By Sentry Staff
Approving the minutes from previous meetings is usually a routine course of action taken by board members, as they plow through the agenda of the current meeting.
The Orange Unified School District Board of Trustees had reached that point during its June 23 meeting, when Kathy Moffat startled observers by challenging the minutes from the May 12 meeting, and noting she could not approve them as written.
Those minutes, she said, reflected that Tim Surridge was in attendance, but he had actually left the meeting right after roll call. “The meeting was called to order at 7:03,” she reminded the board, “and Mr. Surridge left at 7:04. Any reasonable person would conclude that he did not attend the meeting.”
Moffat’s break with custom was met with silence.
“This is important,” Moffat continued, “because in April 2012, this board voted in a policy change that said that if a board member attended any part of a meeting, that counted as being there, and the trustee would be remunerated. I opposed that policy change. I don’t think attending a meeting for one minute counts. And neither does any other reasonable person.”
Again silence, interrupted only by papers being shuffled, chairs being shifted, and finally a motion to approve the minutes. John Ortega, not physically present but participating by phone, abstained from the minute approval vote because he had been absent May 12. Mark Wayland, Rick Ledesma and Alexia Deligianni-Brydges voted to approve the minutes as written, as did Tim Surridge.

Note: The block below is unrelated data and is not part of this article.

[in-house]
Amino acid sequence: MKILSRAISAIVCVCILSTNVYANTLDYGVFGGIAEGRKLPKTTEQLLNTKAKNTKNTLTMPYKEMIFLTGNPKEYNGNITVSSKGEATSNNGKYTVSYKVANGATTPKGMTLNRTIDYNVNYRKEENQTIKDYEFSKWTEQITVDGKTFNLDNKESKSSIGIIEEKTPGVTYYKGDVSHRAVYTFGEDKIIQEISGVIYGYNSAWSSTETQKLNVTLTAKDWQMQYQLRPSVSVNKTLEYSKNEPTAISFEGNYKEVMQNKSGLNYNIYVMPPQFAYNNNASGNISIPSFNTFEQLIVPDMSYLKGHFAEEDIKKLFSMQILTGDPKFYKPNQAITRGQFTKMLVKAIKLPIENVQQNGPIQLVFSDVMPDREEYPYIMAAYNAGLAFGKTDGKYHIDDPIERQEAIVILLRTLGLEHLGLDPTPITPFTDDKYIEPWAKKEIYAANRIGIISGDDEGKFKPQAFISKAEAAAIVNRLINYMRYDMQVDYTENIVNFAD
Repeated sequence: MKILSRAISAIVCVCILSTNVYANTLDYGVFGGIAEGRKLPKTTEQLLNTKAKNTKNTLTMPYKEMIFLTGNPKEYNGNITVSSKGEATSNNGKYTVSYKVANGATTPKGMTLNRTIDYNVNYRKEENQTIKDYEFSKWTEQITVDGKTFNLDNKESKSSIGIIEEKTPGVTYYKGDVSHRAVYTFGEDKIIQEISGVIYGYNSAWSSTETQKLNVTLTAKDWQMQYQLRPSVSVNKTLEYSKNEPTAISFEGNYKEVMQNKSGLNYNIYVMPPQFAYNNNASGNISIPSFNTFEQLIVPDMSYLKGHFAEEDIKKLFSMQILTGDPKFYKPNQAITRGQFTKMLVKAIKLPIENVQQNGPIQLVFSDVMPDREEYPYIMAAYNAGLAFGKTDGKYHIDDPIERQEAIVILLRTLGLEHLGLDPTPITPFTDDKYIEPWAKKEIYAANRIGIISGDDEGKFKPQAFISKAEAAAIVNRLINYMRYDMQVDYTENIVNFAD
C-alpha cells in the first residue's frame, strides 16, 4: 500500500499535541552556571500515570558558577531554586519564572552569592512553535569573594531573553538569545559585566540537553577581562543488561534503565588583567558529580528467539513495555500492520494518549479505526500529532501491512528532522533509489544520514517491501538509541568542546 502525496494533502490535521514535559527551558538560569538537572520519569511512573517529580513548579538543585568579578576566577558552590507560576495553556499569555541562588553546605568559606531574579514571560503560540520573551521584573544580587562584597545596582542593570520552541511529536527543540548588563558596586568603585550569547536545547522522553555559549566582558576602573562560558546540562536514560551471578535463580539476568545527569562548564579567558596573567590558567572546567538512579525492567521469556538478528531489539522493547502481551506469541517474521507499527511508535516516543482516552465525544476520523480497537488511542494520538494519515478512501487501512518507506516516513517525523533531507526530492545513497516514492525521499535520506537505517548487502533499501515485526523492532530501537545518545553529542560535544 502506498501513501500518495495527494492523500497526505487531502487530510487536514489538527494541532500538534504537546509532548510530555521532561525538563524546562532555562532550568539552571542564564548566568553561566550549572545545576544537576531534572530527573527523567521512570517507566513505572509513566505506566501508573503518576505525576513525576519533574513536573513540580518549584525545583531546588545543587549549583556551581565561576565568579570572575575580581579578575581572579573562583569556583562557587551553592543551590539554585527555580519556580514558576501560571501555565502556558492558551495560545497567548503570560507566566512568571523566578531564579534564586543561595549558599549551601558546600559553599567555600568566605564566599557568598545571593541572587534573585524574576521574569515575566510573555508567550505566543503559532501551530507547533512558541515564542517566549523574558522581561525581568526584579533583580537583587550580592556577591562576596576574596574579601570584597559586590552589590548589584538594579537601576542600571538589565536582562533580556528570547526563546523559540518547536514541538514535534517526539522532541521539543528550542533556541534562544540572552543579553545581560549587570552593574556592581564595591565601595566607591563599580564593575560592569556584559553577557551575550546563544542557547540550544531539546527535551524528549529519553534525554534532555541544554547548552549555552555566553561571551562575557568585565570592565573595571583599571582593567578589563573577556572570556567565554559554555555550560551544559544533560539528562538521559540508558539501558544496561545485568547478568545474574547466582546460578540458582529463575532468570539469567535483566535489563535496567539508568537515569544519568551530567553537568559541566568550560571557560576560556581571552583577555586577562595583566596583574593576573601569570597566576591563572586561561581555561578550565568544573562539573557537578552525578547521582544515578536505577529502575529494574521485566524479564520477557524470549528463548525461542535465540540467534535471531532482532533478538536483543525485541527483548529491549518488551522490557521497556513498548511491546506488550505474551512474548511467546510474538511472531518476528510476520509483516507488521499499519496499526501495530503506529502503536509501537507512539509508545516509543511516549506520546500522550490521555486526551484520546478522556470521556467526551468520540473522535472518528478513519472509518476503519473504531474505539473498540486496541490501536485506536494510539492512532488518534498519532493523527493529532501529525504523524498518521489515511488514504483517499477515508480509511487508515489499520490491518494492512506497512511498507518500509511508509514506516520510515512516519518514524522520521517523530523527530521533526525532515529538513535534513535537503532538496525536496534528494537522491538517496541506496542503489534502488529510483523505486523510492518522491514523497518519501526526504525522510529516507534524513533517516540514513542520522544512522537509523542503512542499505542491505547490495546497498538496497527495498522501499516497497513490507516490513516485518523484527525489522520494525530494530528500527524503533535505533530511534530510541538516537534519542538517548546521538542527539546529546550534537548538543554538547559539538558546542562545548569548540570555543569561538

“Why is Mr. Surridge ratifying the accuracy of the minutes when he wasn’t here?” Moffat interjected. Superintendent Mike Christensen explained that board members approve the minutes based on their personal knowledge that they are accurate. “If you know something is wrong, you can vote against it,” he said.
Although it is common practice for board members (of any board, not just school districts) to abstain from minute approval if they had not attended, there is no requirement in parliamentary procedure that a member have eyewitness knowledge of something before voting on minutes. A member can, in fact, approve minutes of a meeting that he or she did not attend.
“Does that mean I can change my vote?” Ortega asked via telephone. “Yes,” Christensen said. Ortega subsequently changed his abstention to a “yes,” and the minutes were approved without correction by a 5-2 vote. Moffat and Andrea Yamasaki voted “no.”
Board members receive $750 per month in compensation.